Rethinking Computer Science Part 7: A Language of Computation

A single coherent language that encompasses the expression of computation from high level abstract design through automatic elaboration to the ultimate netlist of primitive behaviors that enlivens the design. A language that characterizes computation as association relations among differentnesses, as patterns of changing differentness relative to structures of persistent differentness as “all of” relations and “one of” relations forming spontaneously behaving, self regulating networks of interacting differentness.

Expressing differentness
A locus is a persistence different from all other loci that can assert one at a time of two or more different values. The asserted value changes in relation to the persistence of the locus. There is no change without reference to persistence and there is no persistence without referring change.

A locus occupies a place of differentness similar to a particle occupying a physical space that no other particle can occupy. Think of a molecule locus that can assert many different chemical values, a wire locus that can assert high or low voltage values, a protein locus that can assert innumerable folded shape values.

An instance of a thousand differentnesses can be expressed by a locus asserting a thousand different values. Loci asserting fewer values can cooperatively associate to express a greater range of differentness than any one individually with combined values forming a differentness name. Three cooperatively associated loci each asserting 20 different values can form 1140 unique combinations of three values which is sufficient to name a thousand differentnesses. If the cooperative association relation is linearly ordered then each locus is different not only by virtue of its locusness but additionally different by virtue of its relative place in the structure of association relations. With this additional differentness the three loci asserting 12 differences each can form 1320 unique permutations.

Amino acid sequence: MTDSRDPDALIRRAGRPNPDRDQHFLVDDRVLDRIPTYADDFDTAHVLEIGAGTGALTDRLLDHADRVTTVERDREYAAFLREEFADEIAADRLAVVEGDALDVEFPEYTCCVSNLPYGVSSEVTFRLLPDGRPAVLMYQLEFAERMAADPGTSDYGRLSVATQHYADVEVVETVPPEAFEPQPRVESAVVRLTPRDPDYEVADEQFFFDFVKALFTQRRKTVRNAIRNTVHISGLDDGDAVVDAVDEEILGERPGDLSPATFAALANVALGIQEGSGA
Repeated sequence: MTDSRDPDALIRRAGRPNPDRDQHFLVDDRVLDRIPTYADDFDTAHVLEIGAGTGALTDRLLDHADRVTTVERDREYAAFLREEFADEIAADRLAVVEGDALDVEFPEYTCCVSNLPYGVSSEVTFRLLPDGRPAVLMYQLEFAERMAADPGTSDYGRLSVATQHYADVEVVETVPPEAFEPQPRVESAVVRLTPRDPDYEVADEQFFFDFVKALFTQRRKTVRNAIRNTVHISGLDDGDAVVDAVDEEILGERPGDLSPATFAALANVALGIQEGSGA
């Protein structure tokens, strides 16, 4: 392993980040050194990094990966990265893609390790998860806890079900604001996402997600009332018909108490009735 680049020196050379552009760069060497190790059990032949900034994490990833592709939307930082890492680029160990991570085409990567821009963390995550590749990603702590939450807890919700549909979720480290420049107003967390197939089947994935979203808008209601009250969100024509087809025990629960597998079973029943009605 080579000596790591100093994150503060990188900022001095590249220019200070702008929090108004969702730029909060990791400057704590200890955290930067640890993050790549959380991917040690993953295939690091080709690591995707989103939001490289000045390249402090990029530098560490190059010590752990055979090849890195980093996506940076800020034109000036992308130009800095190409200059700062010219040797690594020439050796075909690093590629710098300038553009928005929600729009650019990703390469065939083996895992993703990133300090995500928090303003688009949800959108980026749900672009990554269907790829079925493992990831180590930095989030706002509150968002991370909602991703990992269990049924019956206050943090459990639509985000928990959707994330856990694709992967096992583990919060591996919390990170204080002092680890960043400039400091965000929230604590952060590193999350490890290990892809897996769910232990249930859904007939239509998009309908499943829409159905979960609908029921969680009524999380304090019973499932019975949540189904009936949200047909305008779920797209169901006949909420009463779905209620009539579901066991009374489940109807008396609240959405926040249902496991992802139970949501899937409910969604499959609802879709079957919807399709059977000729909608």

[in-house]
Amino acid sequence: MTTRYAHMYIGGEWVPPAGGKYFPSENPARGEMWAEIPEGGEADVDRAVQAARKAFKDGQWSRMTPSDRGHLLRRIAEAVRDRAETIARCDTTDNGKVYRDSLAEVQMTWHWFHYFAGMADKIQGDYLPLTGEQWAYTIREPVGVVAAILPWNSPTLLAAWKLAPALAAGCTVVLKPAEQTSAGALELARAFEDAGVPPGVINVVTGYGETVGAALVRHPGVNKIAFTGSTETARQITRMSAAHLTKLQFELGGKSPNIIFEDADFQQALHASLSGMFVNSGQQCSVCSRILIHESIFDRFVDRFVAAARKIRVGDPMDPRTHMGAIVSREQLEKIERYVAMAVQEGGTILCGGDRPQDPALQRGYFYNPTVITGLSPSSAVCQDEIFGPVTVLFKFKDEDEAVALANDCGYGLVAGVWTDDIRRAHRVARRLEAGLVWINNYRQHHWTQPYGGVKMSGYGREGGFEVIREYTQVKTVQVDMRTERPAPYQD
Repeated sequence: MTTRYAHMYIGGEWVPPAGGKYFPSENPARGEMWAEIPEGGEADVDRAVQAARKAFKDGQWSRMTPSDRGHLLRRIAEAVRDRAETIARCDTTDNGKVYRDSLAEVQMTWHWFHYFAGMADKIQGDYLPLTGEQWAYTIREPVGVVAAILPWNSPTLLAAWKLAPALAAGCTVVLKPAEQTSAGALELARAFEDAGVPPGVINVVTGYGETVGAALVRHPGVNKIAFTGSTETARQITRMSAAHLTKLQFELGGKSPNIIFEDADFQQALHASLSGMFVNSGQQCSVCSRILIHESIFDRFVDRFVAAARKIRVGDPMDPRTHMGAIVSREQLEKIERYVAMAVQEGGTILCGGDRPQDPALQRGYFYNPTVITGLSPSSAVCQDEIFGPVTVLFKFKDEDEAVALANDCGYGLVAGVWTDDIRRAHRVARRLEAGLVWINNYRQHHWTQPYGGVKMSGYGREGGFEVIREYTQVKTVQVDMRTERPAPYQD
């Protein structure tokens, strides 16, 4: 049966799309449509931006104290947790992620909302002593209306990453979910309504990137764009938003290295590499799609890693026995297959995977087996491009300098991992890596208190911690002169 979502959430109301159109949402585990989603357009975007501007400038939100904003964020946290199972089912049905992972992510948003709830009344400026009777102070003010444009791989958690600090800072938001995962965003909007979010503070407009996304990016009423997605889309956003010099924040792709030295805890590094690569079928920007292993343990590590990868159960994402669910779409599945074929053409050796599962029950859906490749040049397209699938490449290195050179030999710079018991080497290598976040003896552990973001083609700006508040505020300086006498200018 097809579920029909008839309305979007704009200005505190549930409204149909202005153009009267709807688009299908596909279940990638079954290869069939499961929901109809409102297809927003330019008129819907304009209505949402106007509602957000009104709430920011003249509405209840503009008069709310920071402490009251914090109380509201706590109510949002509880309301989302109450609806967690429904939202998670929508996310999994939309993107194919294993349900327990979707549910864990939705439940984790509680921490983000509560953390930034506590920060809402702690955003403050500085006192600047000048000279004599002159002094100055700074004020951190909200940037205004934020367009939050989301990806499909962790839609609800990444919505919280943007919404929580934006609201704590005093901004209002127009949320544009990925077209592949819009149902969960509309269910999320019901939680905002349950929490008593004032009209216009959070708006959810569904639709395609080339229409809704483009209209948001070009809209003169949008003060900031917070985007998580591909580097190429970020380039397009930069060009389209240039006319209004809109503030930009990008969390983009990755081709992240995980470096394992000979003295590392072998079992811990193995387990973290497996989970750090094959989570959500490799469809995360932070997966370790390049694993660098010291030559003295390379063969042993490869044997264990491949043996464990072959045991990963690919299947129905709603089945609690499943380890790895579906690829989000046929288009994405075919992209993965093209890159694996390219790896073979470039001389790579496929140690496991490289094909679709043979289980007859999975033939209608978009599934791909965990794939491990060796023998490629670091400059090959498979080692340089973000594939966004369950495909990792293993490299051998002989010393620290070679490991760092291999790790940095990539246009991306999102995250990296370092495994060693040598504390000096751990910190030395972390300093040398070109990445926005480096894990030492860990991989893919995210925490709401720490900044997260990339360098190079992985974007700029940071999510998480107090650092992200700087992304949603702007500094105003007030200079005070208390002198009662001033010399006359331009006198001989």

If all three loci assert the same value set allowing all three loci to simultaneously assert the same value then three linearly associated loci asserting ten values each can form 1000 unique names. If the values are assigned ordinal and cardinal significance (interval equality) then the names acquire ordinal and cardinal significance and the place/value number system emerges.

With 6 values per locus 4 linearly associated loci are required to name 1000 differentnesses. With 2 values per locus 10 linearly associated loci are required to name 1000 differentnesses.

Two values are required to represent an instance of differentness. A locus asserting one value is a non sequitur. But the two values can be assigned differing expressional duties.

Traditionally, the two values represent an instance of binary data. A persistence that perpetually asserts one of two data values and that can never not assert a data value, cannot assert its own boundary of validity and invalidity and must relegate its coordination behavior to some other form of expression. With pure association representation one value represents a “data” condition while the other value represents a “not data” condition, i.e. emptiness of value, which enables the expression of differentness itself to directly manage its own coordination behavior creating a phase change in the representation of differentness.